Shelby Steele, author of the award-winning The Content of Our Character (1991) and last year's White Guilt, feels a kinship toward Barack Obama. They both were born to white mothers and black fathers. But he doesn't think Obama can win the White House.
In his latest book, A Bound Man: Why We Are Excited About Obama and Why He Can't Win (Free Press, 134 pages, $22), Steele asserts that perhaps Obama's mixed race will work against him in his run for the highest political office in the land.
Obama is the charismatic, non-agressive voice-of-reason black man that whites feel comfortable with, Steele claims. In short, whites can more easily get on board with an amiable African American who doesn't use his race as a campaign tool. But where does that leave the black community?
This is where the book's title comes into play: Obama is a "bound man"; any time he makes a move to gain the support of the white vote he betrays, in a sense, the black community, and vice versa, which in the end will hurt him.
"The cultural and historical implications of Obama's candidacy are clearly greater than its public policy implications," Steele writes. "While Obama the man labors in the same political vineyard as his competitors, mapping out policy positions on everything from war to health care, his candidacy itself asks the American democracy to virtually complete itself, to achieve that almost perfect transparency where color is indeed no veil over character — where a black, like a white, can put himself forward as the individual he truly is."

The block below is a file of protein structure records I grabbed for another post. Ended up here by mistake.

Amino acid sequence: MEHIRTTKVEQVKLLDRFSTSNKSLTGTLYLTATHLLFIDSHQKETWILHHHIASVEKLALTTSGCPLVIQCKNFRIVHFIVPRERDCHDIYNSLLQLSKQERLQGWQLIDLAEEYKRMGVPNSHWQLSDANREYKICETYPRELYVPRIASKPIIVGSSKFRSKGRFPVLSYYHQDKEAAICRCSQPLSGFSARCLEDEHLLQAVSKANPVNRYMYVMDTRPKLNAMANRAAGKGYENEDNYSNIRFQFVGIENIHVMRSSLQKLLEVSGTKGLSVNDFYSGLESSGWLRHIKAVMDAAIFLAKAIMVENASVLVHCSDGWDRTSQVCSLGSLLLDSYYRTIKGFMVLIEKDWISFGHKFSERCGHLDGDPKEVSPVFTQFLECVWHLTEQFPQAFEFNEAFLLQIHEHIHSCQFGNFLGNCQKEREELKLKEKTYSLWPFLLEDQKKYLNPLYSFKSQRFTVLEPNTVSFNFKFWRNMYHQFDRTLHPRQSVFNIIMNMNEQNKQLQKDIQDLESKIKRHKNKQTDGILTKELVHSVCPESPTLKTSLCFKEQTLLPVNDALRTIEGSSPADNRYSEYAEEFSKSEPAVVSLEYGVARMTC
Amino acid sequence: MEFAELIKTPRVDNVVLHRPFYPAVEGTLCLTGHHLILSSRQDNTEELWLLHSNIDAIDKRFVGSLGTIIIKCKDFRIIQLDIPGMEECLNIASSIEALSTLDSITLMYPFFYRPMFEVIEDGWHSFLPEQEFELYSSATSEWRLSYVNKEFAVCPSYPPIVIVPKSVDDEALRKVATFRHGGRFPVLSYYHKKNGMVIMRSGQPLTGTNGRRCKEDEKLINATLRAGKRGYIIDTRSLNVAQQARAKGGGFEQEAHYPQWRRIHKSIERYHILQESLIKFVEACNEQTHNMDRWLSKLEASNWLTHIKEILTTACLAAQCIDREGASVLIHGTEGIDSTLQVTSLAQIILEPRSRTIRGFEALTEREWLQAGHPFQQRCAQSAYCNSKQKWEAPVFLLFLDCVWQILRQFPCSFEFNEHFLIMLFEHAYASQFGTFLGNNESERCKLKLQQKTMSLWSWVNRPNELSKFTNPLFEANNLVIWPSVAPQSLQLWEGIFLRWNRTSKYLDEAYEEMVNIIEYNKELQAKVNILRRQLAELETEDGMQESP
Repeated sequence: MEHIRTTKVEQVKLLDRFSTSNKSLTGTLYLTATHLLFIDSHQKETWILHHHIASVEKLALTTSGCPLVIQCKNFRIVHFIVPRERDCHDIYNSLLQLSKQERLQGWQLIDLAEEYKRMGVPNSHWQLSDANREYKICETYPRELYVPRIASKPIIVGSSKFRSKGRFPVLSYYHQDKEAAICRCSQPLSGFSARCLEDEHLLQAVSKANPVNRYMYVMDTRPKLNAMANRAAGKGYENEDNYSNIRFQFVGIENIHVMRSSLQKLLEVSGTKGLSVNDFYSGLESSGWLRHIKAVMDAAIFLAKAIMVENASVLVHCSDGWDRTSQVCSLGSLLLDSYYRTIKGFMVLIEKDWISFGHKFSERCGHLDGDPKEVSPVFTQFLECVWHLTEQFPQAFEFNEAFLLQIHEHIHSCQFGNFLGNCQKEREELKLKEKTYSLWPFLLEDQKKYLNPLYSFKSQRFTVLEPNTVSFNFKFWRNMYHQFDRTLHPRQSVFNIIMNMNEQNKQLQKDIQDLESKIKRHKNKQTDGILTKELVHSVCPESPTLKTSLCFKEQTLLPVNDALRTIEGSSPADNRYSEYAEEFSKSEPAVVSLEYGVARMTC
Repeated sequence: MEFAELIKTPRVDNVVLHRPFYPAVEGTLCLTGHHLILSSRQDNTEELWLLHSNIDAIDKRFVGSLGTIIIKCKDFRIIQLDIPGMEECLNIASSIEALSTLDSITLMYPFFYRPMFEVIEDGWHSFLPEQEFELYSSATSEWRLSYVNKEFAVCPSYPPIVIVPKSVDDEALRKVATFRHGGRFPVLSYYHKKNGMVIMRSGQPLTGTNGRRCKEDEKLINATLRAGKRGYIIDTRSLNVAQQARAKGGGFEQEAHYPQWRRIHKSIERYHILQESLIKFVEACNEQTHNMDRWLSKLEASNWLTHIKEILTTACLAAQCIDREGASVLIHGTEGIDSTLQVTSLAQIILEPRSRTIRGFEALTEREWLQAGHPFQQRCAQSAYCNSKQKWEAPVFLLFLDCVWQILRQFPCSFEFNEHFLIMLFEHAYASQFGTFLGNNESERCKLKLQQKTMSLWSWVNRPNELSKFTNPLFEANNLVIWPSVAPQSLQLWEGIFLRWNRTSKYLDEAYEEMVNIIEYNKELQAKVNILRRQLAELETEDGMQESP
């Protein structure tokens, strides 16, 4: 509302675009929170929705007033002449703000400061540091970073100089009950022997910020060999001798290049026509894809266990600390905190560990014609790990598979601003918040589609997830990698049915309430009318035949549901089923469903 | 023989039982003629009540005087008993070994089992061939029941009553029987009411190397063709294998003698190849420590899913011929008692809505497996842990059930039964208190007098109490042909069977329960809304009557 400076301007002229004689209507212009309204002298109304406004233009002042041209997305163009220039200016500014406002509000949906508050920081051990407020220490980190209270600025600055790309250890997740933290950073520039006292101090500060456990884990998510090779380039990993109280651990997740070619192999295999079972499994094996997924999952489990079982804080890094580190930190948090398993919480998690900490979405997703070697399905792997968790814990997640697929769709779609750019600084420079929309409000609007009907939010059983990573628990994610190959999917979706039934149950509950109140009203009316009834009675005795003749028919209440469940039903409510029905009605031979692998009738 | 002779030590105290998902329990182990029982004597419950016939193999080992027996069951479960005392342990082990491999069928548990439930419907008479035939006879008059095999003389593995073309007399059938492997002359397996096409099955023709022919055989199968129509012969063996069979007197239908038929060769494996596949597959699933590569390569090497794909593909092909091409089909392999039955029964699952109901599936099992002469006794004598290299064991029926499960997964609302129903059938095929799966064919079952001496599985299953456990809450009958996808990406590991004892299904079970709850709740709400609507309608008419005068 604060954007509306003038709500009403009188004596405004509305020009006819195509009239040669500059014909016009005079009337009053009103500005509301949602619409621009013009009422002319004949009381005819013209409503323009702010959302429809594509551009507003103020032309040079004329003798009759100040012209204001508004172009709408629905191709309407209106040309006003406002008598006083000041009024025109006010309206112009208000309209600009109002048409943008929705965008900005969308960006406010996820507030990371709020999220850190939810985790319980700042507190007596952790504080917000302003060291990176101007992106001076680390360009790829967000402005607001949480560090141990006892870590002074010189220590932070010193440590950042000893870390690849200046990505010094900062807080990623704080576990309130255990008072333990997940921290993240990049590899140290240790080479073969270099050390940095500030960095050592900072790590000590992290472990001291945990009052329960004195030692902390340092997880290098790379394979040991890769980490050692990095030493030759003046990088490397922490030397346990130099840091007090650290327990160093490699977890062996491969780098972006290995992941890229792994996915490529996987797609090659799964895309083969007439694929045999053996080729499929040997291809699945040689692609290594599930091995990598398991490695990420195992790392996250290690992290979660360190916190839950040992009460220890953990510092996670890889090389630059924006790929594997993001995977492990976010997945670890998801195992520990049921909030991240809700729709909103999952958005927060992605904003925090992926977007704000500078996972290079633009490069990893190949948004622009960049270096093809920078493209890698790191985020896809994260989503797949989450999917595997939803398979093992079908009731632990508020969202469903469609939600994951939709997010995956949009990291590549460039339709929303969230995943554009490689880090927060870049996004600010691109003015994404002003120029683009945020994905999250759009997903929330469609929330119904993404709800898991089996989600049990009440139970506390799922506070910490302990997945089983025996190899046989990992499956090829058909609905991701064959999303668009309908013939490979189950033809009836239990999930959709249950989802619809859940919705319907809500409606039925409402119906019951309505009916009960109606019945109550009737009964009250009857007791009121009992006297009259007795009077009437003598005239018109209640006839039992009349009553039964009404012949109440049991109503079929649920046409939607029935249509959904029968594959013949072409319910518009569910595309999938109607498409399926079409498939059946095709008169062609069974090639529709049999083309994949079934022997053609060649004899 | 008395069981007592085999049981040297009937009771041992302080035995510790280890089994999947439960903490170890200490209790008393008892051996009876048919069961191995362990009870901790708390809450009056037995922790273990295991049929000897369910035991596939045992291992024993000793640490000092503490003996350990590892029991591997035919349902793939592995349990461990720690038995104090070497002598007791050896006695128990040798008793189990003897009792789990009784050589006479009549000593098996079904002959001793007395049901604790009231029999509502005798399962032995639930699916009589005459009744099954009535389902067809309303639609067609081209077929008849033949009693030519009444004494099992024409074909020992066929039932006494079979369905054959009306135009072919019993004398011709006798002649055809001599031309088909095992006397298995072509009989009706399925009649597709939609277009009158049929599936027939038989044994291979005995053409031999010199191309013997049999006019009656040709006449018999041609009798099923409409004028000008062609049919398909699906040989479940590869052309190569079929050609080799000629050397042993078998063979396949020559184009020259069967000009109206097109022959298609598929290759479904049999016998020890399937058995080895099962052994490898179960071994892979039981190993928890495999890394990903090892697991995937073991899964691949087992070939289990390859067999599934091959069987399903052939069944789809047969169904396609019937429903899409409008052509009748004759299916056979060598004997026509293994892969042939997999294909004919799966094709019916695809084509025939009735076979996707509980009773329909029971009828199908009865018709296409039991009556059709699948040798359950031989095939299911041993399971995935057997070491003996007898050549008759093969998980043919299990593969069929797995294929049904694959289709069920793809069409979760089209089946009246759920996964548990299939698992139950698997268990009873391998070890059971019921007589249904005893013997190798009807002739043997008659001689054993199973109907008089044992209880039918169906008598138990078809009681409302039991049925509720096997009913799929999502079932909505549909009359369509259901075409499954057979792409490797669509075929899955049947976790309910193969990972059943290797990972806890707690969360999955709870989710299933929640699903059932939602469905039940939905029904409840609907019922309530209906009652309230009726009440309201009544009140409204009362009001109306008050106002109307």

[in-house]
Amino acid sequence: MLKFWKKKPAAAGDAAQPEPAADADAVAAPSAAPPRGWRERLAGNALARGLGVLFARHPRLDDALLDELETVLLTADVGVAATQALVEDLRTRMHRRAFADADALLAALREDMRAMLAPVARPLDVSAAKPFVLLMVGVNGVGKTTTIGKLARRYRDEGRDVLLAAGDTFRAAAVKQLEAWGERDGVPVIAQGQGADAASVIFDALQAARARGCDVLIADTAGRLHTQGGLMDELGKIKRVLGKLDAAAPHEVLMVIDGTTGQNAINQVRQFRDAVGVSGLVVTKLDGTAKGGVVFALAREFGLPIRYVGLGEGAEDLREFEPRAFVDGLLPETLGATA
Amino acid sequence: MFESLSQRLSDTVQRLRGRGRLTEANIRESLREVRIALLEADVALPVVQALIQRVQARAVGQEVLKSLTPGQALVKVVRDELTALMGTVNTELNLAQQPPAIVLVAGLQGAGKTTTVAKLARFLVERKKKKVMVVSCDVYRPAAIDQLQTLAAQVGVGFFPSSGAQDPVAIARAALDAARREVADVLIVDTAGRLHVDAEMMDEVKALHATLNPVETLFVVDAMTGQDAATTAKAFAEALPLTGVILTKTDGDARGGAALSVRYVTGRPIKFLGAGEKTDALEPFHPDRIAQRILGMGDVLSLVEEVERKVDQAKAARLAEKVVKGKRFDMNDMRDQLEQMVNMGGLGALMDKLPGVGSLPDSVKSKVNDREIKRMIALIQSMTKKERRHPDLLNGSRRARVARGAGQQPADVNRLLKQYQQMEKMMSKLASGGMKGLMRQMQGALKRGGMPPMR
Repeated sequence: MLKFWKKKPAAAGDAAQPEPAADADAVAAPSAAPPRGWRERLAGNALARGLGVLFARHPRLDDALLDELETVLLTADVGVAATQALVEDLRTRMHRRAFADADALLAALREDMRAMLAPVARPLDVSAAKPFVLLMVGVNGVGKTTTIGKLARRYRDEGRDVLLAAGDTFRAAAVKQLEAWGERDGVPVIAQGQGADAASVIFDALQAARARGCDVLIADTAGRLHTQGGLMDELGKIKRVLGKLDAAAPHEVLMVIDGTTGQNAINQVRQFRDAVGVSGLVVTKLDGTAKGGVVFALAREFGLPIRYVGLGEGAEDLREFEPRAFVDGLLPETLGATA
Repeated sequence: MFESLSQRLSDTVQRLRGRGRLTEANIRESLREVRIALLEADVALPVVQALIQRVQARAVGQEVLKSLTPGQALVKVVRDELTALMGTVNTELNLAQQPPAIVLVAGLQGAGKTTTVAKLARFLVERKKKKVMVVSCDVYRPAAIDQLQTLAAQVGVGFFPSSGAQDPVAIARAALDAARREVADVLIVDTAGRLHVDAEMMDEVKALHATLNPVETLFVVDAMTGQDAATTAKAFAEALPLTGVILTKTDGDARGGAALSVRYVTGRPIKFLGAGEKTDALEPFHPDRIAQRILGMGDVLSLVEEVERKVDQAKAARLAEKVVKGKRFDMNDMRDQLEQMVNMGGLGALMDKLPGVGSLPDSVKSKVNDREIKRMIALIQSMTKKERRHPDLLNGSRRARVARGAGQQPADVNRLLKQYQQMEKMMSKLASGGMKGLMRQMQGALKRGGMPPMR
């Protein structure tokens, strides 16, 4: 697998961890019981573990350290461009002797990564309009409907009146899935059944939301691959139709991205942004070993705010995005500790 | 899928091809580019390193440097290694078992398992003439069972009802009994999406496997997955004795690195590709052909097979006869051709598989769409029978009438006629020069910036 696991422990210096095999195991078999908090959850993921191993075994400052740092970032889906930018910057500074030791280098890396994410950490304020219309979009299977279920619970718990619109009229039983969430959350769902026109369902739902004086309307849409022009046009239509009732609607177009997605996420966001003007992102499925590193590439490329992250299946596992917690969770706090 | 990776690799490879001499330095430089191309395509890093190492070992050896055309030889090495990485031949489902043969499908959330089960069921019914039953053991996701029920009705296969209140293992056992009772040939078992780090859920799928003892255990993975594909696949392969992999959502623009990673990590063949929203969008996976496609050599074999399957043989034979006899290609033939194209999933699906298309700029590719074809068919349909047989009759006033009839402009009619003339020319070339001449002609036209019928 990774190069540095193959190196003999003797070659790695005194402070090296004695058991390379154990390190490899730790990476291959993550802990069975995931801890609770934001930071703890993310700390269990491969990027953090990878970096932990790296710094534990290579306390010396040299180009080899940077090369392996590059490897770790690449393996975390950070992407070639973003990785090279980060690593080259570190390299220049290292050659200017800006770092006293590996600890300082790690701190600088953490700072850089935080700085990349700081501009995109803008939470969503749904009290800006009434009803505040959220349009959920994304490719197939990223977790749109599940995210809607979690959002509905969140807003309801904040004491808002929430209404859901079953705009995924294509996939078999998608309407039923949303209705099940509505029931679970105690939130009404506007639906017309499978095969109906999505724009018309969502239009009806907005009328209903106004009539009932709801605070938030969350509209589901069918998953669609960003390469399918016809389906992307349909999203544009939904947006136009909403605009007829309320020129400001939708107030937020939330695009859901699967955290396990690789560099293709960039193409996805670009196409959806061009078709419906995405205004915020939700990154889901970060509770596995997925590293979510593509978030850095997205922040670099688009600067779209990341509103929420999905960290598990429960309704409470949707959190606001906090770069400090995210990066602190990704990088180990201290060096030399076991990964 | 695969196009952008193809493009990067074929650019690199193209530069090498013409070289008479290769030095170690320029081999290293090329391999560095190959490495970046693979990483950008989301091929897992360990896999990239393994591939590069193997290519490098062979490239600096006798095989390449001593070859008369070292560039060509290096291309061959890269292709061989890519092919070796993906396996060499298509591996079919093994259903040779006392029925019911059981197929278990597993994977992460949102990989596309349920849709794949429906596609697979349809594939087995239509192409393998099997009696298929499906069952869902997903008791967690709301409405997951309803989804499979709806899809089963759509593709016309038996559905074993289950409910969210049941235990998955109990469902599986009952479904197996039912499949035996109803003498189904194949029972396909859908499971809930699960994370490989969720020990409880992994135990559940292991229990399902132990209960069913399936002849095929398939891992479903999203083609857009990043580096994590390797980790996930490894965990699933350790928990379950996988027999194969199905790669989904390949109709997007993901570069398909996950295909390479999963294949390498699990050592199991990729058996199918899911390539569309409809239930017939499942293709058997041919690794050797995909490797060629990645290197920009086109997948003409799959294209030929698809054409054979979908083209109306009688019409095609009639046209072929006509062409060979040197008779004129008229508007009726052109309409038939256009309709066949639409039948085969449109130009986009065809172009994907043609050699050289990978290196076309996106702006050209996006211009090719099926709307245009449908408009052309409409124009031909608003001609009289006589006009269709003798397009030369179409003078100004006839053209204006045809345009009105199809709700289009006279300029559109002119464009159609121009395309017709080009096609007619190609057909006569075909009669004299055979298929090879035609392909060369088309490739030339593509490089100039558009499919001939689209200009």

No doubt Obama's campaign is historically significant. Whether he can snag the Democratic nomination remains to be seen. He's certainly off to a good start, but as time passes, voters will get tougher and Steele's arguments will become more valid, because as likable as he is, Obama will always be caught in the middle, and it's unlikely that he'll be able to please both sides. Obama's dream may be to transcend the racial divide, but he may just have to settle for the title of Trailblazer at this point. Lucky for him, he's young enough to blaze the trail and possibly ride it to the top in another election.